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They worked without a net

Edith Piaf, Billie Holiday and Judy Garland bled for their art. Can today's pop femmes say the same?

June 08, 2007|Ernest Hardy | Special to The Times

There's a wonderful scene in "La Vie en Rose," the new film biography of Edith Piaf, in which the raw, young singer is being tutored on how to hold her hands and move her arms while singing. It's a thrilling how-she-came-to-be moment for fans of the diminutive, definitive French chanteuse, whose expressive stage mannerisms were part of her legendary performances.

The tutoring session becomes a bitter struggle of wills between the Little Sparrow, as she was dubbed early in her career, and the demanding male teacher who's trying to instruct her in how to use artifice and theatricality to convey the truth of a song but in ways that seem natural and spontaneous.

As biographer Margaret Crosland wrote in 1985's "Piaf": "She relied on a minimum number of props: the plain black dress for herself, a wineglass for [the song] 'Les Amants d'un jour' ... [and] a movement of the arms or hands to conjure up the accordionist or the clown, or the flow of the crowd of the street.... Edith was probably not aware how close her technique came to that so admired by Cocteau: the acrobat who works without a net, the skill that must not look like a skill."

That's in marked contrast to the pop divas of today -- Madonna, Janet, Beyonce, all their clones and spawn -- who quite pointedly show off how hard they are working: intricate and militaristic choreography, sinewy muscles and ripped, exposed abs, casts of seeming thousands in huge production numbers.

Titillating as that may be, it speaks to the difference between women who bleed for their art and those who merely sweat for it. It's the difference between those whose hard work and craftsmanship are also rooted in the great unsolvable mysteries of art, talent and divine inspiration versus those who are the products of demographic analyses and steely media savvy.

That's not to romanticize myths of the tortured artist or of the suffering female (or to deny that Janet, Madonna and Beyonce have created some of modern pop's sweetest confections). But it points up the huge differences between how some of the most acclaimed female singers of past eras shaped their work, image and public personas and how their in-gender-only descendants do the same.

Early in "La Vie en Rose," Piaf proudly points out that she and Billie Holiday were born in the same year. That coincidence is used as a foundation of sisterhood. And though she goes unmentioned in the film, Judy Garland's tortured mythology hangs over it as well.

Among them, the trio cover the traditions of American jazz, French music hall, Hollywood musicals and American standards. They also have in common crippling drug addictions; tragic love affairs; childhoods defined by abuse, exploitation and abandonment; and brothels. (Piaf was briefly raised in one; Holiday briefly worked in one; and Garland, of course, was a child of the Hollywood studio system.)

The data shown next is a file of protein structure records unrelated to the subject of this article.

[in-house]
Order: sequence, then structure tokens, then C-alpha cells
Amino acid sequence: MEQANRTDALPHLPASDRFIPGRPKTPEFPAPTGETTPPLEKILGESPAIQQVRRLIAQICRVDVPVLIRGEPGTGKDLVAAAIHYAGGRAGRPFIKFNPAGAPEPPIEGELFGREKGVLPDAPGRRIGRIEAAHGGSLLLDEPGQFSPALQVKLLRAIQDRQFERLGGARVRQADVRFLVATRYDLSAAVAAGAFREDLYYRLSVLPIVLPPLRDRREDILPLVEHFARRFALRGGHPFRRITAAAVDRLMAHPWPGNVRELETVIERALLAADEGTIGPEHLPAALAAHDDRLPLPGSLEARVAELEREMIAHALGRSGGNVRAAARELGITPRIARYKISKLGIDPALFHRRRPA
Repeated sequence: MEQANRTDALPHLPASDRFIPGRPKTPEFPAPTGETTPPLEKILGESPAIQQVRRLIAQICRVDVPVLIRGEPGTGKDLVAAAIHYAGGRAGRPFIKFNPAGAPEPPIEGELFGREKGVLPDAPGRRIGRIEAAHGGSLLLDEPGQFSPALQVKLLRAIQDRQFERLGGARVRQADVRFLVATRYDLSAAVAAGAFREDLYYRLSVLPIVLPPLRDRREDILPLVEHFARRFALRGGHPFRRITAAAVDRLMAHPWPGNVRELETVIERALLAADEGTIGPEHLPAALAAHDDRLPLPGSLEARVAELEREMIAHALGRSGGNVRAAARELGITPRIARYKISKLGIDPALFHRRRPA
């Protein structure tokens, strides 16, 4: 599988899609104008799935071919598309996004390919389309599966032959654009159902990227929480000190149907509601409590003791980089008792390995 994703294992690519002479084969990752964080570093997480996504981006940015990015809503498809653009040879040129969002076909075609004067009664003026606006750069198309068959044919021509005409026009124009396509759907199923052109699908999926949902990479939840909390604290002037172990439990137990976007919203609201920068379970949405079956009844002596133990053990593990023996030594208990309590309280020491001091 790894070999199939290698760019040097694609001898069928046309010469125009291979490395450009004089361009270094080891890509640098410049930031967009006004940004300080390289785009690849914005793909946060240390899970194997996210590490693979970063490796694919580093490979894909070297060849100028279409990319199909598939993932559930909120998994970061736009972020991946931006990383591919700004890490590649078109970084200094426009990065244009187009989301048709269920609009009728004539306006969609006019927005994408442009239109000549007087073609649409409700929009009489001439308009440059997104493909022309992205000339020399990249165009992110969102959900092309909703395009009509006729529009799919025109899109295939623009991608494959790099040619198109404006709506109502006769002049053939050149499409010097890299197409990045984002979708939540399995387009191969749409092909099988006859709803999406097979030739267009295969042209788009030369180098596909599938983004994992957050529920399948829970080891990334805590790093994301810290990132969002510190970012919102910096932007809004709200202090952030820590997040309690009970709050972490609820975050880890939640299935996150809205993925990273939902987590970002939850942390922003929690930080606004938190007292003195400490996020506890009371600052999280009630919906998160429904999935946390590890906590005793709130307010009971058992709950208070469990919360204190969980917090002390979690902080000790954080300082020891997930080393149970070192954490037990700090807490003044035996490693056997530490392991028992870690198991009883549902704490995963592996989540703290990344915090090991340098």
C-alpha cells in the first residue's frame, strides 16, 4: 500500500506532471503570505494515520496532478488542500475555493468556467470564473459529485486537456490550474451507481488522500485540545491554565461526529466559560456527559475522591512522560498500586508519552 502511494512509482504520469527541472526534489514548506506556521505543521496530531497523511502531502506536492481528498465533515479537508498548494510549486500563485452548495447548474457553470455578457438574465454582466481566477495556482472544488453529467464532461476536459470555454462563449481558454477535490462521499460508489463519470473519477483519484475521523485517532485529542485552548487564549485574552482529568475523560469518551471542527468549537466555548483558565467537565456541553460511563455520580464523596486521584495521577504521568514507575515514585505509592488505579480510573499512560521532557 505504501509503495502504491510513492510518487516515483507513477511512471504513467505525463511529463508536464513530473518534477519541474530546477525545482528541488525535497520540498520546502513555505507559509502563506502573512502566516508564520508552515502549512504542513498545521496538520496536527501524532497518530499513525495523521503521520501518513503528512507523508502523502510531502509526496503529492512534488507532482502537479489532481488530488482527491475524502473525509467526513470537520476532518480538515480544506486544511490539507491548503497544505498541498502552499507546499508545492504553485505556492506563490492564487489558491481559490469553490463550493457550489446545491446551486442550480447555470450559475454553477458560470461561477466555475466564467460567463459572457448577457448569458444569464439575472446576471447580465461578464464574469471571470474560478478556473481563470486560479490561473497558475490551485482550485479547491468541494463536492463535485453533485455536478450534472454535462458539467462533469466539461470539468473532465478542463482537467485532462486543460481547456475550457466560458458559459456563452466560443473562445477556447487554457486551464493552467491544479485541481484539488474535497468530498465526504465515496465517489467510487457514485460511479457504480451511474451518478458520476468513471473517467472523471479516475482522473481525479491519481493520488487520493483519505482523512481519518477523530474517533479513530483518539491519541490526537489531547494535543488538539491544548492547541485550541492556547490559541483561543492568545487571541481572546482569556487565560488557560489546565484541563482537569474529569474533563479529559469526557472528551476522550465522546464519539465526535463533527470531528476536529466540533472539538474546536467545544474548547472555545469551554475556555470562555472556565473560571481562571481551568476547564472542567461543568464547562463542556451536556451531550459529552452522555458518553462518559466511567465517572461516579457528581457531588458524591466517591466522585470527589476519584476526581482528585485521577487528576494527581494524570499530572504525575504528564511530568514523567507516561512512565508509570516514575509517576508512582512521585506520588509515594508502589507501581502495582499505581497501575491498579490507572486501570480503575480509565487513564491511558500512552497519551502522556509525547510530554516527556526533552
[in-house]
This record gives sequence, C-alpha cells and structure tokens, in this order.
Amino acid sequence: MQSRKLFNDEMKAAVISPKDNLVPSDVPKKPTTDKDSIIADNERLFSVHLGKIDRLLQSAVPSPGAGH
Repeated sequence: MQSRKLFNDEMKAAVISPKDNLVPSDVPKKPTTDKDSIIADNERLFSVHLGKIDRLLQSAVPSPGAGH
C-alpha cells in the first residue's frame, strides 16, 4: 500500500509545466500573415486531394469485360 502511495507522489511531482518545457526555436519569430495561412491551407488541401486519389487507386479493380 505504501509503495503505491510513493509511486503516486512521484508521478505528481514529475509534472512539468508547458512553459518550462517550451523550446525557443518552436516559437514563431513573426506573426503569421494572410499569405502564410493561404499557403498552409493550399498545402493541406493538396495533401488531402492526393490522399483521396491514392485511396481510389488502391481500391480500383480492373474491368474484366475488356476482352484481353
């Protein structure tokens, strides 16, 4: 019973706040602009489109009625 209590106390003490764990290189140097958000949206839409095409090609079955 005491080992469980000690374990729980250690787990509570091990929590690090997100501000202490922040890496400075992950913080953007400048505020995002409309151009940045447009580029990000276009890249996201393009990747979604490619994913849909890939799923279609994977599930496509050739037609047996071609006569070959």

They all had extraordinary career highs and devastating lows in lives that are towering examples of the heroine's journey, their real-life stories proof that truth is more riveting than fiction. And it all plays out in their music.

The struggles and experiences of Piaf and her peers gave their voices and overall bearings a gravitas and complex interior life that manifested in their work. Piaf classics such as "La Vie en Rose" (for which she wrote the lyrics) and "Non, Je Ne Regrette Rien" were not only huge international hits and deeply personal statements but can be read as proto-feminist anthems.

They're simple and direct, intended to be accessible to the working-class folk from which Piaf sprang (her street cred could rival any rapper's), but they're also grand in scope. They ambitiously speak to universal themes of love, loss and struggle.

By contrast, many of the proclamations of strength and survival by today's pop femmes are not so much simple as cliche-ridden.

Tiny and laughably adolescent, most seem drawn from some narcissistic teen's diary. There's little poetry and less emotional risk in the work of most modern female pop stars because most of them lack the courage of vulnerability; they flee the weight of adulthood.

The costs of life lessons have been metaphorically botoxed away because real adults, particularly adult women, are MIA from the pop landscape now. They're scary monsters.

Veterans such as Dolly Parton, Chrissie Hynde and Annie Lennox or genre redlined stars like Erykah Badu, Cassandra Wilson and Jill Scott are doing grown-folks stuff, but they're on the margins. Drunken starlets and useless heiresses in and out of rehab and out of their panties are the ruling women.

It might seem unfair to compare the Top 40 and "American Idol" divas of today with women who came up through the rough- and-tumble training grounds of jazz clubs, music halls and vaudeville. After all, the pop world has always been filled with disposable fluff by female artists. Thank God.

But Piaf was also pop at one point. She appeared on "The Ed Sullivan Show" eight times. She sold out Carnegie Hall. Garland was one of the biggest American mainstream stars ever. And it's not about age: Piaf, Holiday and Garland all started singing as teens or younger and did some of their best, most challenging work while in their 20s and 30s. In fact, none lived to be as old as Madonna is now.

It really has to do with the toll that fetishized youth culture has taken on the overall culture, specifically how media and music industry dictates of womanhood have shrunken women -- in every sense. We're all the losers.

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